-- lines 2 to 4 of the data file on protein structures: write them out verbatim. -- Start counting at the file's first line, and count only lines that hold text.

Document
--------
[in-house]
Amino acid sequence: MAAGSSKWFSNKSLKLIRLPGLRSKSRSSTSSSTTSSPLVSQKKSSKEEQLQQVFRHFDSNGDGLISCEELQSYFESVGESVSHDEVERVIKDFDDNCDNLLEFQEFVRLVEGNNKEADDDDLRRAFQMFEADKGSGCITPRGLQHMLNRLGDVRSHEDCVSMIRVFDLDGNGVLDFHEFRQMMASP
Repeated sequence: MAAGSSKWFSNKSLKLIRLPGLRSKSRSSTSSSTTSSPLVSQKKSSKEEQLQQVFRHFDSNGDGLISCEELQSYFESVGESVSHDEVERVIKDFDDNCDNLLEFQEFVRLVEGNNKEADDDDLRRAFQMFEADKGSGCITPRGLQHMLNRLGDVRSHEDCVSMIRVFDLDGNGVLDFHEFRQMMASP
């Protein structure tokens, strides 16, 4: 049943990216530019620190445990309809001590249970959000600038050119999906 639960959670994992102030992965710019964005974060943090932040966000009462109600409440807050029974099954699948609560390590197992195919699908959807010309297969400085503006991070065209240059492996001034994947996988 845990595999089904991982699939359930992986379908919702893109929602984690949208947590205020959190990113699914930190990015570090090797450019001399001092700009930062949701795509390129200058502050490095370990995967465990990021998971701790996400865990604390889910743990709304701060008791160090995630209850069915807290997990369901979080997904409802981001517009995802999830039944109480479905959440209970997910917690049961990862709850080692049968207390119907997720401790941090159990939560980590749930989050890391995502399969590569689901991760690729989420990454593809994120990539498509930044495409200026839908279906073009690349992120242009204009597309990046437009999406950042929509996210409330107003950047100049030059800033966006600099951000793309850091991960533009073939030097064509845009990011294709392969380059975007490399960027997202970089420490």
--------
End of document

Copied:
Amino acid sequence: MAAGSSKWFSNKSLKLIRLPGLRSKSRSSTSSSTTSSPLVSQKKSSKEEQLQQVFRHFDSNGDGLISCEELQSYFESVGESVSHDEVERVIKDFDDNCDNLLEFQEFVRLVEGNNKEADDDDLRRAFQMFEADKGSGCITPRGLQHMLNRLGDVRSHEDCVSMIRVFDLDGNGVLDFHEFRQMMASP
Repeated sequence: MAAGSSKWFSNKSLKLIRLPGLRSKSRSSTSSSTTSSPLVSQKKSSKEEQLQQVFRHFDSNGDGLISCEELQSYFESVGESVSHDEVERVIKDFDDNCDNLLEFQEFVRLVEGNNKEADDDDLRRAFQMFEADKGSGCITPRGLQHMLNRLGDVRSHEDCVSMIRVFDLDGNGVLDFHEFRQMMASP
């Protein structure tokens, strides 16, 4: 049943990216530019620190445990309809001590249970959000600038050119999906 639960959670994992102030992965710019964005974060943090932040966000009462109600409440807050029974099954699948609560390590197992195919699908959807010309297969400085503006991070065209240059492996001034994947996988 845990595999089904991982699939359930992986379908919702893109929602984690949208947590205020959190990113699914930190990015570090090797450019001399001092700009930062949701795509390129200058502050490095370990995967465990990021998971701790996400865990604390889910743990709304701060008791160090995630209850069915807290997990369901979080997904409802981001517009995802999830039944109480479905959440209970997910917690049961990862709850080692049968207390119907997720401790941090159990939560980590749930989050890391995502399969590569689901991760690729989420990454593809994120990539498509930044495409200026839908279906073009690349992120242009204009597309990046437009999406950042929509996210409330107003950047100049030059800033966006600099951000793309850091991960533009073939030097064509845009990011294709392969380059975007490399960027997202970089420490």